In this week’s Barron’s, Alan Abelson looks askance at the non-default default in Greece.
All bombast aside, what makes this issue so fascinating to me is not whether or not Greece has or has not technically defaulted. Rather, it is that there is a committee of conflicted interested parties rendering a verdict on that issue.
Funny, that sort of group declaration is not required when a payout determination occurs when a futures contract or an option must settle.
No committee decision is required. Which (again) is why Credit Default Swaps sound a lot more like Insurance than they do other tradeable assets.
Regardless, here is Barron’s:
“Rogues lying wasn’t the problem with another recent instance of March Madness on foreign shores. A panel of five investment firms and 10 banks chosen by the International Swaps and Derivatives Association has told the world it need not fear that Greece’s failure to pay its humongous debts would trigger payments mounting into the billions of dollars on those instruments of mass destruction, credit-default swaps, thanks to those 15 worthies unanimously declaring such losses are not “a credit event.”
Keep in mind, please, that credit-default swaps presumably serve as insurance against loss for holders of bonds and sovereign debt. But the panels saw fit out of the goodness of their hearts to make an exception for Greek debt. If something that would touch off payments of over $3 billion doesn’t qualify as “a credit event,” what is it then—a walk in the park with Angela?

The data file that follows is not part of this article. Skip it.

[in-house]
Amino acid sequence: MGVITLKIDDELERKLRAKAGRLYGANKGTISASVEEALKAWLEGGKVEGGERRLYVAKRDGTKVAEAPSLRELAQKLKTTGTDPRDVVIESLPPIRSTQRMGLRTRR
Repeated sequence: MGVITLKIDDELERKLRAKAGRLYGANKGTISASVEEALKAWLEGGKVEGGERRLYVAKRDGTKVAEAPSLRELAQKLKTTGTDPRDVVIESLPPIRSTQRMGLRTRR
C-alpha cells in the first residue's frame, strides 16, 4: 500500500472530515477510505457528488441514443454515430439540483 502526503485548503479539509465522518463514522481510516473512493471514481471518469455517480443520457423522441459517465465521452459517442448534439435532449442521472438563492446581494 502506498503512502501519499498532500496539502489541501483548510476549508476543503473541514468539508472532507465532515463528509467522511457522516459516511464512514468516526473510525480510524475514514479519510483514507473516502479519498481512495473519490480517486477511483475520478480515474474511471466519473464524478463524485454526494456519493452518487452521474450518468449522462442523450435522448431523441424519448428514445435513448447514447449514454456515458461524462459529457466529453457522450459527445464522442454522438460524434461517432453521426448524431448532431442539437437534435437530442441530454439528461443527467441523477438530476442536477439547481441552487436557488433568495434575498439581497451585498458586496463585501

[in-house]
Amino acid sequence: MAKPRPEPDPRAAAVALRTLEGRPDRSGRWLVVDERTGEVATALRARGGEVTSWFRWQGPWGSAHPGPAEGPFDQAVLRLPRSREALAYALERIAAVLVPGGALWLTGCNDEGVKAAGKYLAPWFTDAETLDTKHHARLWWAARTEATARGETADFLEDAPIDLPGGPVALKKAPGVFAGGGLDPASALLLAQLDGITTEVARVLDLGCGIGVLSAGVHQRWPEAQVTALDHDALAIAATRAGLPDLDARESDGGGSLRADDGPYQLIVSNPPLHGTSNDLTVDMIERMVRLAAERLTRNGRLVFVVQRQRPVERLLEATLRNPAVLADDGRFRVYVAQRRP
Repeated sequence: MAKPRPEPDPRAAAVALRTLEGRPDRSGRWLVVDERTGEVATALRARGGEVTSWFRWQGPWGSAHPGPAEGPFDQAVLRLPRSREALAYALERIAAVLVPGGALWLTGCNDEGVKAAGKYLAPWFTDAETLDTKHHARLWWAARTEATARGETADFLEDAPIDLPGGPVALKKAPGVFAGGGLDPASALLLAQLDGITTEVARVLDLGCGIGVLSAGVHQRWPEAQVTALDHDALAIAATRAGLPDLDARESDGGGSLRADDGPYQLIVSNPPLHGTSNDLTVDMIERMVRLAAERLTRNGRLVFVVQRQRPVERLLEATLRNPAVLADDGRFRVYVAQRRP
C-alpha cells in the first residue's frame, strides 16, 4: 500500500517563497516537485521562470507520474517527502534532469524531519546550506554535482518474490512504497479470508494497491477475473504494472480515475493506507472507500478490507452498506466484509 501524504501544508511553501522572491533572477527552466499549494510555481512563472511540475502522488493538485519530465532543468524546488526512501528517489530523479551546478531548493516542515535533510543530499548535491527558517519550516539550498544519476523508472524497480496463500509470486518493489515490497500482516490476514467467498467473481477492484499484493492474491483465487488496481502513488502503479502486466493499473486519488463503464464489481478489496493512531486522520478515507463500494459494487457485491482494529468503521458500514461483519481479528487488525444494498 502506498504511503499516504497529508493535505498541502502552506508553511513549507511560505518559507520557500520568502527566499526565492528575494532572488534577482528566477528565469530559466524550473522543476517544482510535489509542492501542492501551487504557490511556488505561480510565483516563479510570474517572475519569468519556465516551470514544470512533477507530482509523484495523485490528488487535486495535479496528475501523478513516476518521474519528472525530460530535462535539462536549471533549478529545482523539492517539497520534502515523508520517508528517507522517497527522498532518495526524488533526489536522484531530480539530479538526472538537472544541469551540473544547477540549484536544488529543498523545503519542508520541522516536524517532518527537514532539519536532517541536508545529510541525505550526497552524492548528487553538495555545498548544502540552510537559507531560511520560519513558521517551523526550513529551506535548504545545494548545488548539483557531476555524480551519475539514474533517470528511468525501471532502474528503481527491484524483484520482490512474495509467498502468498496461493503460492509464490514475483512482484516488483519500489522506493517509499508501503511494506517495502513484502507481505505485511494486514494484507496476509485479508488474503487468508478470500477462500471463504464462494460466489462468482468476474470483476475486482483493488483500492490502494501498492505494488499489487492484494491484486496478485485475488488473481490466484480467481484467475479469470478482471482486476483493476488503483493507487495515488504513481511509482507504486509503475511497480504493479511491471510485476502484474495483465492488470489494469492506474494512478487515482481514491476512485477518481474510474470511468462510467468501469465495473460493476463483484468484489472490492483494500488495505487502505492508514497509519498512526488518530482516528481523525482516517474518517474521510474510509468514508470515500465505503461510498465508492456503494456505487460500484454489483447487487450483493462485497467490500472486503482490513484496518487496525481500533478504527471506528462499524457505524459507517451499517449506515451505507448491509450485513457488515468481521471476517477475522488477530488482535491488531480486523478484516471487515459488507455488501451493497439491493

Barry Ritholtz of Fusion IQ reminds us in his latest dispatch of the epic credit-default-swaps folly indulged in by AIG not all that long ago when the firm wrote upwards of $3 trillion worth of them, while “reserving zero dollars against potential claims.” It provided a bonanza for the insurer until the whole house of cards collapsed. At that point, AIG went belly-up and good old Uncle Sam found himself on the hook for a bundle. As to the definitional high-jinks engaged in by the panel on Greece to avoid touching off an avalanche of credit-default payments, Barry fumes: “Damned if I can figure it out.”
Why does it matter if Credit Default Swaps are not Insurance?
The key to that question is what the state insurance regulators actually from insurers — reserves (a lot of them) to make payments in the event of any such credit event occurs. Industry groups (ISDA included) do not require reserves. Not one penny.
Why does that matter? Swaps are ALOT less profitable as an insurance product than they are as a trading vehicle. THAT is the primary issue which we all should be concerned about. Its how AIG got itself into so much trouble, and we could very well see a repeat unless this gets resolved sooner than later.
Barron’s MARCH 3, 2012